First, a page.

Feb. 26 (Bloomberg) -- American International Group Inc. may get a backstop from the U.S. to protect against further losses on credit-default swaps, according to a person familiar with the matter.
The federal guarantees may be included in New York-based AIG’s restructured bailout, which the company plans to disclose next week with fourth-quarter results, according to the person, who declined to be identified because the talks are private.
Regulators who saved AIG in September feared that a collapse of the insurer, which sold swaps to banks including Goldman Sachs Group Inc., would spread losses throughout the global financial system. In November the U.S. committed $30 billion to retire some of the contracts tied to subprime mortgages, while not addressing other swaps tied to corporate loans and European debt.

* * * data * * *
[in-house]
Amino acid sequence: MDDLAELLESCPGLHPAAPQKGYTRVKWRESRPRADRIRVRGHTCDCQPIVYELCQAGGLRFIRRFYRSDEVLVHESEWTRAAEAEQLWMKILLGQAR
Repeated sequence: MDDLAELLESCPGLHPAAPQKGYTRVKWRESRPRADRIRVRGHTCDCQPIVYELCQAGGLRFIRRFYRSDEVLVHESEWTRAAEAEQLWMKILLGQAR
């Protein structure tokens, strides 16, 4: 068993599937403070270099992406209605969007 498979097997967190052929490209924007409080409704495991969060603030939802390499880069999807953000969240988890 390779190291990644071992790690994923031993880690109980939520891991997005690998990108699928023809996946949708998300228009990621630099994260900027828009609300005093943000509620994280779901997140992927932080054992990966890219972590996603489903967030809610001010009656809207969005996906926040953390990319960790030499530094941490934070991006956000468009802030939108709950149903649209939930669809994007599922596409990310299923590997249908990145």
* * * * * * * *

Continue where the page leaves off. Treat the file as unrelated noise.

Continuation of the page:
“Counterparties around the world continue to have significant exposure to AIG, and market conditions continue to be fragile and sensitive to the potential disorderly failure of AIG,” the Federal Reserve said in a report in November.
AIG provided protection on more than $300 billion of assets through credit derivatives as of Sept. 30. Credit-default swaps pay the buyer face value on their debt holdings in exchange for the underlying securities if the borrower fails to meet its obligations. It wasn’t immediately clear how many of the swaps would be backed by the U.S., and talks are continuing, the person said.
AIG has posted four straight quarterly losses on swaps tied to U.S. home loans.